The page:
Hopper was born in 1946 in Grantham and educated at Sedbergh School and at Manchester University, where he took an honours degree in History of Art in 1973. Five years older than the general Manchester intake of 1970, he was a popular and charismatic student, cherished by his peers for a combination of wisdom and kindliness; characteristics which seemed in short supply in the years following the student unrest of 1968.
Immediately after graduating, he was appointed Assistant Keeper, Art, at the Whitworth Art Gallery at Manchester University. There he organised numerous exhibitions, including the biennial Northern Young Contemporaries exhibition for student artists and, with Andrew Causey, the retrospective "Peter Lanyon: Paintings, Drawings and Constructions 1937-64".
Hopper's lasting contribution to the Whitworth Art Gallery was to its collection. Working closely with the gallery's Principal Keeper, Francis Hawcroft, he implemented a series of significant acquisitions during the later 1970s, including works by Harold Gilman, Stanley Spencer, John Piper and Peter Lanyon. More exciting still was the purchase of two important "pop" paintings by R.B. Kitaj and Peter Blake, and of masterpieces, Man's Head, Portrait, 1963, by Lucian Freud (of Freud) and Portrait of Lucian Freud, 1951, by Francis Bacon. With purchases like these, the Whitworth was to affirm its position amongst the leading modern collections in Britain.
In 1981 Hopper was appointed Director of Bradford City Art Galleries and Museums. For the next eight years, he ran a busy and effective local authority museum service, managing six public art galleries and museums, a large community arts centre and numerous ancillary organisations. The service which he took over was in need of modernisation and rationalisation and this he achieved, as much through common sense and good-humour as through a very considerable talent as an administrator.
Robert Hopper always saw the big picture. Typically, within two years of his arrival in Bradford, he had instigated a major exhibition based on the Oriental collections of the Victoria & Albert Museum in London. "Petals from a Lotus: an introduction to the arts and history of the Indian subcontinent" was an artistic, political and popular success, establishing a new and invaluable relationship between a regional museum service and one of the great art collections of the world, transforming the museum's profile within the large Asian community of West Yorkshire, and attracting over 120,000 visitors.
During his years in Bradford, Hopper maintained and developed his serious interest in modern and contemporary sculpture. He made a number of intelligent acquisitions for the permanent collections there, purchasing sculpture by Lynn Chadwick, Frank Dobson and Eduardo Paolozzi among others. He organised and catalogued the exhibition "True and Pure Sculpture: Frank Dobson 1886- 1963" which toured Britain in 1981. He was elected Chairman of the Yorkshire Sculpture Park in 1982, and devoted much time and energy to the consolidation and expansion of the park as a national resource.
At the instigation of Alan Bowness, Hopper was appointed founding Director of the Henry Moore Sculpture Trust in 1988. Based in Leeds City Art Gallery, in 1989 the trust accepted Ernest Hall's invitation to take up a 60-year lease in a former carpet mill at Dean Clough, Halifax, to house the Henry Moore Sculpture Trust Studio.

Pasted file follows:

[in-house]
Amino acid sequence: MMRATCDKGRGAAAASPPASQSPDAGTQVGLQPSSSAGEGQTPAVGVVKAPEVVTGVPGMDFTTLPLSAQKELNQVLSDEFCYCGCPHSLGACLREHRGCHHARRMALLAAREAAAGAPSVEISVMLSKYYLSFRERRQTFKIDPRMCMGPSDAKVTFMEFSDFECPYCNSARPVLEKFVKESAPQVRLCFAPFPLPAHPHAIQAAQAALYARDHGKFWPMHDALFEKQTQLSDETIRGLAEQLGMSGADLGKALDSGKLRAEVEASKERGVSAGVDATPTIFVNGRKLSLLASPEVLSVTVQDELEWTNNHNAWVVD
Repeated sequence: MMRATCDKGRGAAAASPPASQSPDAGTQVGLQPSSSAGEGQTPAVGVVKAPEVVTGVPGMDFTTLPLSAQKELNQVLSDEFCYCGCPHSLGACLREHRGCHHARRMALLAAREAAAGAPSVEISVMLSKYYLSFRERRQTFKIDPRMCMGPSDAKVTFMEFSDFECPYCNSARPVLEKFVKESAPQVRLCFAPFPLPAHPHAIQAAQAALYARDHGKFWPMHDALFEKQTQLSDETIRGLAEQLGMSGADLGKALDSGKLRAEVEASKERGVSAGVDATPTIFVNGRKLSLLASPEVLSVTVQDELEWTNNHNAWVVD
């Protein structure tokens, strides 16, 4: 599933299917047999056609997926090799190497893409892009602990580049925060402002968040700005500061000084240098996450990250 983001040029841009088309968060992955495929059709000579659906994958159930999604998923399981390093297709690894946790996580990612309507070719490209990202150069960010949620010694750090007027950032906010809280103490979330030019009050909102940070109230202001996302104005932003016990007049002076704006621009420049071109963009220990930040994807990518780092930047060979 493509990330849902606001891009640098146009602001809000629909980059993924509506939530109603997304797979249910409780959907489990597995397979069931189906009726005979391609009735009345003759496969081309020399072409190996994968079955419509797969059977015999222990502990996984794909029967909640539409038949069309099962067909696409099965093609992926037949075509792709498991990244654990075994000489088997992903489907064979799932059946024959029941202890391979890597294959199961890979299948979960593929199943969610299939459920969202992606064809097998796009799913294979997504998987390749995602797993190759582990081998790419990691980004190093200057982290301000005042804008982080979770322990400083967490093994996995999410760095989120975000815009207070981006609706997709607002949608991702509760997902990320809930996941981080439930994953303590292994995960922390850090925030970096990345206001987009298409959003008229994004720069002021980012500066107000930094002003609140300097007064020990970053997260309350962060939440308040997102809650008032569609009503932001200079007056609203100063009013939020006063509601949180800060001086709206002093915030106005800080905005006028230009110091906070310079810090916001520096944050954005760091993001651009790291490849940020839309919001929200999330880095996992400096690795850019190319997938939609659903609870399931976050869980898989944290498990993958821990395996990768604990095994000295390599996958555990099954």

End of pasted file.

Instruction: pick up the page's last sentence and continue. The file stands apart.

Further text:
In Leeds, the Henry Moore Institute, linked by a bridge to the City Art Gallery, opened in April 1993 with an important exhibition, "Romanesque Stone Sculpture from Medieval England". This second development completed the physical realisation of the Henry Moore Foundation's vision of a new sculpture facility for exhibitions, study and research in Leeds, with a complementary facility for artistic innovation in the laboratory environment of the studio at Dean Clough.
An experimental installation by the Italian sculptor Giuseppe Penone established the Halifax studio's international credentials from the outset. This was followed by the inaugural exhibition, a spectacular group of new works by Richard Long, opened by the Prince of Wales in October 1989.
The list of artists exhibited at the studio over the next decade would bring credit to any Kunsthalle in the world. Among them were Ulrich Ruckriem, Bruce McLean, Jannis Kounellis, Alison Wilding, Magdalena Jetelova, Lawrence Weiner, James Turrell, Christian Boltanski, Wolfgang Laib, Anthony Caro and Georg Herold. That this was achieved in West Yorkshire was little short of miraculous. Furthermore, for many participating artists, their Yorkshire project turned out to be amongst the most satisfying and rewarding experiences of their careers.
Richard Long describes Robert Hopper as "one of the most friendly and sensible people in the art world; both serious and passionate about art". Speaking from New York, Lawrence Weiner acknowledges "a generosity towards art that is rare in the world in which we live". Such accolades from artists are themselves rare. Robert Hopper's blend of professionalism, integrity and warmth without sentimentality made possible a series of creative liaisons with world artists which was uniquely valuable to the cultural life of his country.
Robert Thomas Cort Hopper, museum director, curator and arts administrator: born Grantham, Lincolnshire 26 June 1946; Assistant Keeper, Art, Whitworth Art Gallery 1973-80, Deputy Principal Keeper 1980-81; Director, Bradford Art Galleries and Museums 1981-88; Director, Henry Moore Sculpture Trust 1988-99; Head of Henry Moore Foundation External Programmes 1999; married 1973 Christine Ball (one son, two daughters); died Hebden Bridge, West Yorkshire 18 December 1999.